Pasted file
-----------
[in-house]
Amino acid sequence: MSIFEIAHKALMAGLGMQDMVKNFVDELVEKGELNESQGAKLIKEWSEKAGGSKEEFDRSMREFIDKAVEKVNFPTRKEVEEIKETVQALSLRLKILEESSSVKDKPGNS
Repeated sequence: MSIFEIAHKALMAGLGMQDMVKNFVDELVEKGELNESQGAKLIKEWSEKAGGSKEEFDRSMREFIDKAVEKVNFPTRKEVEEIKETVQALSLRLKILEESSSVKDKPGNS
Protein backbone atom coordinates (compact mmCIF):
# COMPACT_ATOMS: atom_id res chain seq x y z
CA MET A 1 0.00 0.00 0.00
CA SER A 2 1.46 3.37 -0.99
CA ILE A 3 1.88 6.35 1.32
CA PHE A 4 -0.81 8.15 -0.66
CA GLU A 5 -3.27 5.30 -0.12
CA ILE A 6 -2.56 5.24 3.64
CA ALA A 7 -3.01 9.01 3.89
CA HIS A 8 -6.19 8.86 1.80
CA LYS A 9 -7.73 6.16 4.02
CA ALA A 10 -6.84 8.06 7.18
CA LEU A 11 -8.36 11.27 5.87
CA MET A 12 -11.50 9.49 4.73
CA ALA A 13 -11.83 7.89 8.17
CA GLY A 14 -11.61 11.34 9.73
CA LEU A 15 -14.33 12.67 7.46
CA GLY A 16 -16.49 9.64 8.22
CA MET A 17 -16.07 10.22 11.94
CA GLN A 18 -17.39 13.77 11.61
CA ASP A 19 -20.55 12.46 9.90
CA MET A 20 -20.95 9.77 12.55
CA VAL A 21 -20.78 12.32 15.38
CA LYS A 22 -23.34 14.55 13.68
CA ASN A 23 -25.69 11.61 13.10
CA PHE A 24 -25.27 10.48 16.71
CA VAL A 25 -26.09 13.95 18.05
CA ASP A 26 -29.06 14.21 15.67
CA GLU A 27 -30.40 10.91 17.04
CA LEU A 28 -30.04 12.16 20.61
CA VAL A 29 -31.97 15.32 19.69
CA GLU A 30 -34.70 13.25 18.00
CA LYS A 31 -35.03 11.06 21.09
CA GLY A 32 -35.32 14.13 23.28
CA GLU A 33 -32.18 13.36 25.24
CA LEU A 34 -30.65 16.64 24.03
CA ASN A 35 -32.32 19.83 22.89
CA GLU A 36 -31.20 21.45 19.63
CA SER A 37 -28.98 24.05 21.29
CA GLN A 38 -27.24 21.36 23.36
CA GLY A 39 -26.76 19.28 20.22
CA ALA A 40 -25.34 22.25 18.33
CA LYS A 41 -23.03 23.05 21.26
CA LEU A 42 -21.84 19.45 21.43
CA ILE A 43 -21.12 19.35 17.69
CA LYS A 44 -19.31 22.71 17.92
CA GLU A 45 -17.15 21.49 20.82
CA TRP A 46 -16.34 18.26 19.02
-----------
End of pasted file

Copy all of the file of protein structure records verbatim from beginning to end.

[in-house]
Amino acid sequence: MSIFEIAHKALMAGLGMQDMVKNFVDELVEKGELNESQGAKLIKEWSEKAGGSKEEFDRSMREFIDKAVEKVNFPTRKEVEEIKETVQALSLRLKILEESSSVKDKPGNS
Repeated sequence: MSIFEIAHKALMAGLGMQDMVKNFVDELVEKGELNESQGAKLIKEWSEKAGGSKEEFDRSMREFIDKAVEKVNFPTRKEVEEIKETVQALSLRLKILEESSSVKDKPGNS
Protein backbone atom coordinates (compact mmCIF):
# COMPACT_ATOMS: atom_id res chain seq x y z
CA MET A 1 0.00 0.00 0.00
CA SER A 2 1.46 3.37 -0.99
CA ILE A 3 1.88 6.35 1.32
CA PHE A 4 -0.81 8.15 -0.66
CA GLU A 5 -3.27 5.30 -0.12
CA ILE A 6 -2.56 5.24 3.64
CA ALA A 7 -3.01 9.01 3.89
CA HIS A 8 -6.19 8.86 1.80
CA LYS A 9 -7.73 6.16 4.02
CA ALA A 10 -6.84 8.06 7.18
CA LEU A 11 -8.36 11.27 5.87
CA MET A 12 -11.50 9.49 4.73
CA ALA A 13 -11.83 7.89 8.17
CA GLY A 14 -11.61 11.34 9.73
CA LEU A 15 -14.33 12.67 7.46
CA GLY A 16 -16.49 9.64 8.22
CA MET A 17 -16.07 10.22 11.94
CA GLN A 18 -17.39 13.77 11.61
CA ASP A 19 -20.55 12.46 9.90
CA MET A 20 -20.95 9.77 12.55
CA VAL A 21 -20.78 12.32 15.38
CA LYS A 22 -23.34 14.55 13.68
CA ASN A 23 -25.69 11.61 13.10
CA PHE A 24 -25.27 10.48 16.71
CA VAL A 25 -26.09 13.95 18.05
CA ASP A 26 -29.06 14.21 15.67
CA GLU A 27 -30.40 10.91 17.04
CA LEU A 28 -30.04 12.16 20.61
CA VAL A 29 -31.97 15.32 19.69
CA GLU A 30 -34.70 13.25 18.00
CA LYS A 31 -35.03 11.06 21.09
CA GLY A 32 -35.32 14.13 23.28
CA GLU A 33 -32.18 13.36 25.24
CA LEU A 34 -30.65 16.64 24.03
CA ASN A 35 -32.32 19.83 22.89
CA GLU A 36 -31.20 21.45 19.63
CA SER A 37 -28.98 24.05 21.29
CA GLN A 38 -27.24 21.36 23.36
CA GLY A 39 -26.76 19.28 20.22
CA ALA A 40 -25.34 22.25 18.33
CA LYS A 41 -23.03 23.05 21.26
CA LEU A 42 -21.84 19.45 21.43
CA ILE A 43 -21.12 19.35 17.69
CA LYS A 44 -19.31 22.71 17.92
CA GLU A 45 -17.15 21.49 20.82
CA TRP A 46 -16.34 18.26 19.02